Thank you, it's cool. Used for the first time because only then was the right drug. Very revealing detail: ordered Express shipping to get the order within 3 hours because didn't know how to get the order faster buy antibiotics online The drug is authentic exactly. Consistent with the stated prices the Staff is knowledgeable.

## Math.pku.edu.cn

A note on permutation groups with a regular subgroup
Dedicated to Cheryl Praeger on the occasion of her 60th birthday
In this note we first prove that for a positive integer

*n > *1 with

*n *=

*p *or

*p*2 where

*p *is a prime, there exists a transitive group of degree

*n *without regular subgroups.

Then we look at 2-closed transitive groups without regular subgroups, and pose twoquestions and a problem for further study.

We first define four subsets of positive integers:

*N R *=

*{n ∈ *N there is a transitive group of degree

*n *without a regular subgroup

*}*
*N*2

*R *=

*{n ∈ *N there is a 2-closed transitive group of degree

*n *without a regular subgroup

*}*
*N D *=

*{n ∈ *N there is a vertex-transitive digraph of order

*n *which is non-Cayley

*}*
=

*{n ∈ *N there is a vertex-transitive graph of order

*n *which is non-Cayley

*}*
In the literature there is much work studying the set

*N C*; see [5, 6, 7, 8, 9] for example.

*∈ N C *by [7, Theorem 3], but 12

*∈ N R *since

*M*11, acting on 12 points, has no regular
subgroup by [3]. And it is easy to see that 6 is the smallest number in

*N R \ N C *since

*A*6has no regular subgroups. In the first part of this note we shall determine the set

*N R*.

It is well-known that any prime number

*p *does not belong to any one of the four sets
above. Moreover, Maruˇsiˇc [5] proved that

*p*2

*/*
*∈ N C*. In fact, we have

*p*2

*/*
Proposition 1

*Any transitive group G of degree p*2

*on *Ω

*has a regular subgroup. Hencep*2

*/*
Proof Take a minimal transitive subgroup

*P *of

*G*. Then

*P *is a

*p*-group and every maximalsubgroup

*M *of

*P *is intransitive. For any

*α ∈ *Ω, we have

*|Pα| *=

*|P |/p*2 and

*|Mα| > |M|/p*2,so

*Mα *=

*Pα*. It follows that

*Pα ≤ M *and hence

*Pα ≤ *Φ(

*P *). If

*|P *: Φ(

*P *)

*| *=

*p*, then

*P *iscyclic and is regular. If

*|P *: Φ(

*P *)

*| *=

*p*2, then

*Pα *= Φ(

*P *). Since Φ(

*P *) is normal in

*P *and

*Pα *is core-free, we have

*Pα *= 1 and hence

*P ∼*
The following example shows that

*p*3

*∈ N R*. However, it was proved that

*p*3

*/*
[5, 6]. Therefore

*p*3

*∈ N R \ N C*.

Example 2 (1)

*Let p be an odd prime and let G be the group of order p*4

*presented by*
*G *=

*a, b ap*2 =

*bp *=

*cp *= 1

*, *[

*a, b*] =

*c, *[

*c, a*] =

*ap, *[

*c, b*] = 1

*.*
*Let H *=

*c . Consider the transitive permutation representation ϕ of G acting on the cosetspace *[

*G *:

*H*]

*. Then ϕ*(

*G*)

*is a transitive group of degree p*3

*, and ϕ*(

*G*)

*has no regularsubgroups.*
*G *=

*a, b, c, d a*2 =

*b*2 =

*c*2 =

*d*4 = 1

*, *[

*a, b*] = [

*b, c*] = [

*c, a*] = 1

*, ad *=

*ab, bd *=

*bc, cd *=

*c .*
Z4

*has order *25

*. Let H *=

*b, d*2

*and ϕ be the transitive permutation*
*representation of G acting on the coset space *[

*G *:

*H*]

*. Then ϕ*(

*G*)

*is a transitive group ofdegree *23

*and has no regular subgroup.*
Proof (1) Since [

*c, a*] =

*ap*,

*c*
*G*. Since Ker

*ϕ *= core

*G*(

*H*) = 1, the action is faithful.

=

*G*. Suppose that

*ϕ*(

*G*) has a regular subgroup, say

*ϕ*(

*R*). Then

*R *is maximal in

*G*, and

*RH *=

*G *by the Frattini argument. However,

*H ≤ G ≤ *Φ(

*G*)

*≤ R*, a contradiction.

(2) Similar to (1), prove that

*H *is core-free and contained in Φ(

*G*). Details omitted.

*✷*
Now we are ready to determine the set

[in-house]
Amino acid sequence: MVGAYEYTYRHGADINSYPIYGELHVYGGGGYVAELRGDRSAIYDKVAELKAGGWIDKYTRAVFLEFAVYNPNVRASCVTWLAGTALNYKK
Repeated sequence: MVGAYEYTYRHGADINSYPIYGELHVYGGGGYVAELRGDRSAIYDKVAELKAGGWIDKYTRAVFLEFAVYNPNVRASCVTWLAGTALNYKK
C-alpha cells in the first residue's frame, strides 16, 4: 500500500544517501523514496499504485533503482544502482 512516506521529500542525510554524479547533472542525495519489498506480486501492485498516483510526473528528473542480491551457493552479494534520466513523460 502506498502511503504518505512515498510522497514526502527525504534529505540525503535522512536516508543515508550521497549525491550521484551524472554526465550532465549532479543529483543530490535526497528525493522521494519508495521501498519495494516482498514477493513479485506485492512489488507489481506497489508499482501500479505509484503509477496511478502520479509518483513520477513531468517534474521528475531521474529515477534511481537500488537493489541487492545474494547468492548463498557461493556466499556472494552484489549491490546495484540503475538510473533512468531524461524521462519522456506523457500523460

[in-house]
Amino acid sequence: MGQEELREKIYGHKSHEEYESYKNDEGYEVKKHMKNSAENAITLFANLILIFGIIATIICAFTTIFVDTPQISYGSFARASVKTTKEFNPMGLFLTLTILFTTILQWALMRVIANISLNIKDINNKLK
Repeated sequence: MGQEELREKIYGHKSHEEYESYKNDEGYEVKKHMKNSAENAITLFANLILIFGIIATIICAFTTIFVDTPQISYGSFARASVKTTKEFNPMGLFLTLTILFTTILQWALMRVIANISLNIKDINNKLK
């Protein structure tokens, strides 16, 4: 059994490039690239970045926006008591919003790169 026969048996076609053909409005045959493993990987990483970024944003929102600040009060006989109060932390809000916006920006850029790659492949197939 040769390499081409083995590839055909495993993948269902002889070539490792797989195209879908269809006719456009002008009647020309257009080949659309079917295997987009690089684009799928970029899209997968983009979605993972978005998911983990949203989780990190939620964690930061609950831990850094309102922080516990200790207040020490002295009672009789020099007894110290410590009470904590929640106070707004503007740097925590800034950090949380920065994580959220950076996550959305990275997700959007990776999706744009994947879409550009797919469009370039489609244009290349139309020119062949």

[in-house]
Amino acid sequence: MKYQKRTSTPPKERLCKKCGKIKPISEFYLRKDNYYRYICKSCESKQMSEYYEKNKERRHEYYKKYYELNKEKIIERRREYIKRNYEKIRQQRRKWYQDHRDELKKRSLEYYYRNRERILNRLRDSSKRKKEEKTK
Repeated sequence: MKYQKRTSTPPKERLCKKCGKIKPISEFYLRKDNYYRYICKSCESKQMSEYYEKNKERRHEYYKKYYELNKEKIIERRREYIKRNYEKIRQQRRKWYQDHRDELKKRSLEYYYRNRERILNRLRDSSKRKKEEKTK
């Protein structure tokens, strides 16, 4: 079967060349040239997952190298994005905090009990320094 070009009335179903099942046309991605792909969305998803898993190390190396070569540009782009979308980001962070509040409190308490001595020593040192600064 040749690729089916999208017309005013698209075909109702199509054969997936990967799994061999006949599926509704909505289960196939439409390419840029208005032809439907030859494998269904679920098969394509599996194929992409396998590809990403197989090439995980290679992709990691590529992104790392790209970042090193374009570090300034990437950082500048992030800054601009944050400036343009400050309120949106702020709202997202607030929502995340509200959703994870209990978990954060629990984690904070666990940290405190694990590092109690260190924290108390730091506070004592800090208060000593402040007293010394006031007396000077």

*N R*. We first need the following proposition.

Proposition 3

*Let p < q be two primes. Then pq ∈ N R.*
Proof Let

*W *= Z

*p *Z

*q *=

*a*
*b *, viewed as an imprimitive group of degree

*pq*. Since the
action of

*b *on the base group Z

*qp *is nontrivial, we may take a

*b *-invariant subgroup

*H *of
the base group such that the action of

*b *on

*H *is also nontrivial and

*H *is smallest subjectto this property. Then

*b *is irreducible on

*H*. Let

*G *=

*H*
*b *. Since

*p < q*,

*|H| *=

*pk > p*.

*H*. Consider the transitive permutation representation

*ϕ *of

*G *acting on the coset
space [

*G *:

*M *]. Since

*H *is a minimal normal subgroup of

*G*, core

*G*(

*M*) = 1 and

*ϕ *is faithful.

Since

*b *is a Sylow

*q*-subgroup and maximal in

*G *by the irreducibility of

*b *on

*H*,

*G *has nosubgroup of order

*pq*. Hence

*ϕ*(

*G*) has no regular subgroups. It follows that

*pq ∈ N R*.

*✷*
Theorem 4

*Let n be a positive integer greater than *1

*. Then n ∈ N R unless n *=

*p or p*2

*for a prime p.*
Proof This theorem follows from Proposition 1, Example 2, Proposition 3 and the factthat if

*m ∈ N R *then

*km ∈ N R *for any positive integer

*k*.

In the second part of this note we look at the set

*N*2

*R*. The next proposition shows that

*∈ N*2

*R*, while Maruˇsiˇc [5] proved that

*p*3

*/*
Proposition 5

*Any *2

*-closed transitive group G of degree p*3

*on *Ω

*has a regular subgroup.*
To prove the above proposition, we need the concept of 2-closures of permutation groups
Let

*G *be a permutation group acting on Ω. Suppose that ∆0

*, *∆1

*, . . . , *∆

*r−*1, are orbits
of

*G *acting on Ω

*× *Ω. The 2-closure

*G*(2) of

*G *is defined by

*G*(2) =

*{x ∈ *Sym(Ω)

*|*∆

*xi *= ∆

*i, i *= 0

*, *1

*, . . . , r − *1

*}.*
Obviously,

*G*(2)

*≥ G*; if

*G*(2) =

*G*, we say that

*G *is 2-closed. The following lemma is quotedfrom [10, Exercise 5.28].

Lemma A:

*Suppose that G is a *2

*-closed group and p a prime. Then the Sylow p-subgroupP of G is also *2

*-closed.*
Theorem B: (Wielandt’s dissection theorem)

*Let G be a permutation group acting on *Ω

*,and H a subgroup of G. Suppose that *Ω = ∆

*∪ *Γ

*, *∆

*∩ *Γ =

*∅, *∆ =

*∅, *Γ =

*∅ and *∆

*H *=∆

*, *Γ

*H *= Γ

*. If for any δ ∈ *∆

*, H and Hδ have the same orbits on *Γ

*, then H*∆

*× H*Γ

*≤ G*(2)

*.*
This theorem follows from [10, Theorem 6.5] and the following obvious fact: if

*H ≤ G*,
Let

*P ∈ *Syl(

*G*). Then

*P *is also transitive on Ω. Take an
element

*z ∈ Z*(

*P *) with

*o*(

*z*) =

*p*. Let

*B *=

*{B*1

*, . . . , Bp*2

*} *be the set of orbits of

*z *. Then

*B*is a complete block system of

*P *. Assume that

*K *=

*PB *is the kernel of